Former SU band director dies at 85 _lowres

Advocate staff photo by Mark Saltz. -- SU Band Director , Dr Isaac Greggs as the SU band marches into Mumford Stadium on Oct 22, 2005. This will be Greggs last home game performance as head of the band.

Former Southern University Band Director Isaac Greggs died at the age of 85, Southern University Spokesperson Ed Pratt said Monday afternoon.

Greggs led Southern’s marching band for 36 years before retiring in 2005.

Under his tenure, Southern’s marching band became known as the “Human Jukebox.”

The Human Jukebox, under Greggs’ leadership, played at six Super Bowls, four Sugar Bowls and three presidential inaugurations.

Greggs died on the afternoon that Southern University was celebrating its 100th anniversary in Baton Rouge during ceremonies and resolutions by the Louisiana Legislature.

State Rep. Dalton Honoré was Greggs’ representative and longtime friend. Greggs had been ill for sometime.

“It’s not unexpected, but it’s sad. He was good guy,” Honoré said.

As word spread of his death during the session, both the Louisiana House and state Senate took a few minutes of silence to remember Greggs.

“It’s very ironic that Dr. Greggs passed on Southern University’s day at the Capitol. It was because of his efforts and abilities that led many people in this country to know of Southern University,” said state Rep. Katrina Jackson, D-Monroe and chairwoman of the Legislative Black Caucus.

“Dr. Greggs has been a catalyst for leadership for Southern and this state for many years.”

State. Rep. Ted James, D-Baton Rouge, recalled hearing the band practice from his dorm room when he attended Southern University.

Greggs pushed students to study and taught hard work and discipline. “I watched young boys mature into men,” James said.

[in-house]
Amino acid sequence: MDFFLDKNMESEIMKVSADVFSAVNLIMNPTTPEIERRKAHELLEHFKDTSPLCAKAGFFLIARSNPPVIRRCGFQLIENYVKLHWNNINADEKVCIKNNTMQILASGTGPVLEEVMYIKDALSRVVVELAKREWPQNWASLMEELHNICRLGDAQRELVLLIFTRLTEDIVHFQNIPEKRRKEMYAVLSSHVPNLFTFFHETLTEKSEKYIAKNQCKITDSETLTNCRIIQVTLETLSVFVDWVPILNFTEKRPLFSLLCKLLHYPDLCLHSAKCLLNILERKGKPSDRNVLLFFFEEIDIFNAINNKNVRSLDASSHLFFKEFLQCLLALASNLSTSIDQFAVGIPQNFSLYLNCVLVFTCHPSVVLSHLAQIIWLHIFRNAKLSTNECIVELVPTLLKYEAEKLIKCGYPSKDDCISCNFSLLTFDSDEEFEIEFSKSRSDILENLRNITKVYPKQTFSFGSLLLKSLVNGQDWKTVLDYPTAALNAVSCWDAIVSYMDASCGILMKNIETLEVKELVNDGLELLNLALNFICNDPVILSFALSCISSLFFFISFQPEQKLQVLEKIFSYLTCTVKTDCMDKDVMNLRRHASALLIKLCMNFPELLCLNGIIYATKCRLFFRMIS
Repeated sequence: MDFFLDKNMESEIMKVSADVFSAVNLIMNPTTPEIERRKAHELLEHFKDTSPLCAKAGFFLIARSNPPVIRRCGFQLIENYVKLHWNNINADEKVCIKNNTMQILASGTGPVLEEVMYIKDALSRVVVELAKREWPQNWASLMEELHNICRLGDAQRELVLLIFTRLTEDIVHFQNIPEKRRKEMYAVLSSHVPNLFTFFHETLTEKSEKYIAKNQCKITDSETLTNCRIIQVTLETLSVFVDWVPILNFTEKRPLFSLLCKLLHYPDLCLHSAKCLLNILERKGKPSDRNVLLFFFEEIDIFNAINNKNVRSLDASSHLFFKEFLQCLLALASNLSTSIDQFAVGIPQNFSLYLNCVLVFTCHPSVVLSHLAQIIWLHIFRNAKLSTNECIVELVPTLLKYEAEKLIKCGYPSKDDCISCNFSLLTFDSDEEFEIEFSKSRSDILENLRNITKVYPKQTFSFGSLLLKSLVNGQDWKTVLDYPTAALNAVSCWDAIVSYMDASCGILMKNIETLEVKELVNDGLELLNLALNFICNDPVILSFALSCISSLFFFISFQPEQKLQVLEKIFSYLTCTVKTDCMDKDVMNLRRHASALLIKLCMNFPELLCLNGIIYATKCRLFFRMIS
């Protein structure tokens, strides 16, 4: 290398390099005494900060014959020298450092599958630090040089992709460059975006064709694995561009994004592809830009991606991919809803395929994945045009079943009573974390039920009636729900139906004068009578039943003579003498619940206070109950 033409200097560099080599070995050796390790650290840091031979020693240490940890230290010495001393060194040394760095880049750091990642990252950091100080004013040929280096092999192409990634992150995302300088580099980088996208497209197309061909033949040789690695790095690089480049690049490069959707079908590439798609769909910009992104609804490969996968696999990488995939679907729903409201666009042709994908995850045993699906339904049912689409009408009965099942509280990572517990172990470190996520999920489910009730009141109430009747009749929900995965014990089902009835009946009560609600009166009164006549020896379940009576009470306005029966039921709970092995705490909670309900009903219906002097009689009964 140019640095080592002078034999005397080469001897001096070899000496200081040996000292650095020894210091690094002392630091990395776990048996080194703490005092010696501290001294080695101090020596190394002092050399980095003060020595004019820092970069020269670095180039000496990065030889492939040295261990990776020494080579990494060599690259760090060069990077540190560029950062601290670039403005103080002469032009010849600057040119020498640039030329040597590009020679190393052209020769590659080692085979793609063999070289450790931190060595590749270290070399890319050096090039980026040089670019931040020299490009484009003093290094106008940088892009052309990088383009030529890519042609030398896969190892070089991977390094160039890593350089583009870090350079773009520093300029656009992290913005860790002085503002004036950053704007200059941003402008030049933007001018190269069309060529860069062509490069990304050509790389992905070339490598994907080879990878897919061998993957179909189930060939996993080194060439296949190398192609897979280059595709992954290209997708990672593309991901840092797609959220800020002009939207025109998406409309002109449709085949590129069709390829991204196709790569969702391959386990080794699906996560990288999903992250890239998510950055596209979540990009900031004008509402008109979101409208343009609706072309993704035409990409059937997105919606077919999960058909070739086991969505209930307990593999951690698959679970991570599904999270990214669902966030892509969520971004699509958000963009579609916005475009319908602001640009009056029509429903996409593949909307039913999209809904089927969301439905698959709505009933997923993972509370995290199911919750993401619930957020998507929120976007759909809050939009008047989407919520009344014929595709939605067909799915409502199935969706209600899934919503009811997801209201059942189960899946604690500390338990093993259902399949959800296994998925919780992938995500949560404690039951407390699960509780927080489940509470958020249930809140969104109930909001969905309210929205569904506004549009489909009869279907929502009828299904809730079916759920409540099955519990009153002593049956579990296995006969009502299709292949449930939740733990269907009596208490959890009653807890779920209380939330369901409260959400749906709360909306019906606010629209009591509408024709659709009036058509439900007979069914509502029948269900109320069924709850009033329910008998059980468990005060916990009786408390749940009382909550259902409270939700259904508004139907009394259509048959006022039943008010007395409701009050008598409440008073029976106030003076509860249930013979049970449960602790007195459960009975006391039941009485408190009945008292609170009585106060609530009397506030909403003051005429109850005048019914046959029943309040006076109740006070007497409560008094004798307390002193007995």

“When I was a freshman, he knew I didn’t have much money,” said Lawrence Jackson, Southern University’s current band director and who was a member of Greggs’ band from 1971 to 1974. “He knew no one in the band had much money, and he didn’t have much money to work with. So, he went around campus and asked administrators in different areas what kind of money they might have that could help his students out in the band. He wasn’t the kind of band director who would sit behind the desk and prop his feet up. He worked hard.”

Greggs, who was a better classical director than band music director, took Southern to national notoriety, Jackson said. “He had the ability to mesmerise and captivate audiences, and this was all done through his ability to create and entertain.”

“The true testament of his leadership is reflected not only in the number of his students who have become band directors and musicians of note around the country, but the multitude of former band members who, through the dedication and commitment instilled in them by Dr. Greggs, became leaders in their respective chosen careers outside of music,” said James L. Llorens, chancellor of Southern’s Baton Rouge campus. “What he created with our marching band drew thousands of students to Southern University and left fans of the band in cities from Los Angeles to Houston to New York City.”

A Legislative auditor’s formal report in 2005 uncovered $17,000 in false meal receipts for the band. Greggs denied anything to do with it but accepted responsibility saying the loss happened under his management. He personally paid the university $16,781 to cover the loss.

Greggs was inducted into the Louisiana Black History Hall of Fame last year.

The music building on Southern’s Baton Rouge campus was formerly known as The Dubose Music Hall, has now been renamed the Isaac Gregg’s Band Hall.

Funeral arrangements are pending.

Robin Miller and Pam Bordelon of The Advocate contributed to this report.